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Amid the constant regulatory ambiguity that has become commonplace for lenders since 2011, they have also received two distinctly different messages relating to bond loans offered by down payment assistance programs.

On one hand, regulators and industry critics have encouraged lenders to participate in programs which benefit the very borrowers for whom the majority of the protections in the Dodd-Frank Act were intended to support.

Yet, almost every general regulation passed by the Consumer Financial Protection Bureau has exponentially increased the difficulty in making these loans. For instance, the loan officer compensation laws make bond loans inherently unprofitable. The TILA-RESPA Integrated Disclosure rules create even more barriers due to the possibility of tolerance violations and timing complications.

Now, the Office of Inspector General for the Department of Housing and Urban Development is openly and publicly disagreeing with both Federal Housing Administration and HUD's own Deputy Secretary as to whether such bond loans are permissible if they rely on premium pricing to fund the housing assistance.

Specifically, FHA explicitly states that such lending is lawful, but HUD's OIG is advising lenders of an opposing view which it intends to rely upon and enforce in connection with its audits. HUD's OIG is going so far as to bring the matter to Congress for resolution. In the meantime, however, lenders are essentially making such loans at their own risk.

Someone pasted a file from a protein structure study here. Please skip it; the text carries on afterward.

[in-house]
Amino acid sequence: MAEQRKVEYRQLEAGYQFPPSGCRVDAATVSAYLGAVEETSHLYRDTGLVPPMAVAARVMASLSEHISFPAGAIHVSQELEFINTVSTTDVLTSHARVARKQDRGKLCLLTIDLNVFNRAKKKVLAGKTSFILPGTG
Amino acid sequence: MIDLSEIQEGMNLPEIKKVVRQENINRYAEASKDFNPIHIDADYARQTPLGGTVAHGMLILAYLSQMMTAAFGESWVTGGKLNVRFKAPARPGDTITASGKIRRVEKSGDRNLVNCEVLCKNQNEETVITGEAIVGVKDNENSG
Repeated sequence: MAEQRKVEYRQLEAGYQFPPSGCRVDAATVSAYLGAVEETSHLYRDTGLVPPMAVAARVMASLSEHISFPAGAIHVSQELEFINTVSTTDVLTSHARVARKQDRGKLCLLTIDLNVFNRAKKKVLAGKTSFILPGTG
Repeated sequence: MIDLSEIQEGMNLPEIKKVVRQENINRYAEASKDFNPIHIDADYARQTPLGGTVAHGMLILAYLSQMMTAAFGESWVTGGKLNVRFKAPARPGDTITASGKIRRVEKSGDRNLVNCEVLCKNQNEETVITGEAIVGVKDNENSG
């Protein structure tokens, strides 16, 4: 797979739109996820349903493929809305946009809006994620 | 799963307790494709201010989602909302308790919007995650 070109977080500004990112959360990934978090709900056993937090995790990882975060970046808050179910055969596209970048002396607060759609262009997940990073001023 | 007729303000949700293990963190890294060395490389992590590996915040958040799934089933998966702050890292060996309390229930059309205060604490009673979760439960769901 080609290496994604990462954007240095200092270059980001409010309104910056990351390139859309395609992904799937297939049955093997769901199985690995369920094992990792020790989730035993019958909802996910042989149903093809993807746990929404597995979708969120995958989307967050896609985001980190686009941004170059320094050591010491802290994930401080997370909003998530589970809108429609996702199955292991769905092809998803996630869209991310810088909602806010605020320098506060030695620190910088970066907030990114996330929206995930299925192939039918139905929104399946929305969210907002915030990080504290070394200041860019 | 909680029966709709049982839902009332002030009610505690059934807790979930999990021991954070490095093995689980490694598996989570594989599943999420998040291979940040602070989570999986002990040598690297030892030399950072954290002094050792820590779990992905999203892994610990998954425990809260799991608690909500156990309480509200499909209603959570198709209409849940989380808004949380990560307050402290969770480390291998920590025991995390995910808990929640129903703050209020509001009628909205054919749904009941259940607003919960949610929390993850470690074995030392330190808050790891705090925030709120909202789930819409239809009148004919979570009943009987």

Between the diminished profitability, the regulatory complications and the legal uncertainty, one wonders whether it's time for lenders to demonstrate to politicians and regulators what happens if the industry gets pushed too far. What would happen if regulatory insensitivity and infighting finally pushed lenders to simply exit the market altogether?

Perhaps, those who tout their protections for the financially underserved might realize that lenders are not always the enemy and that a predictable regulatory scheme is not simply a luxury — it's a necessity both for the lenders and ultimately the consumers who are supposed to be the beneficiaries of protective regulations.

When lending becomes more risky than profitable, the ultimate losers are the consumers that regulators are trying to protect.

Ari Karen is a partner at Offit Kurman and CEO of Strategic Compliance Partners.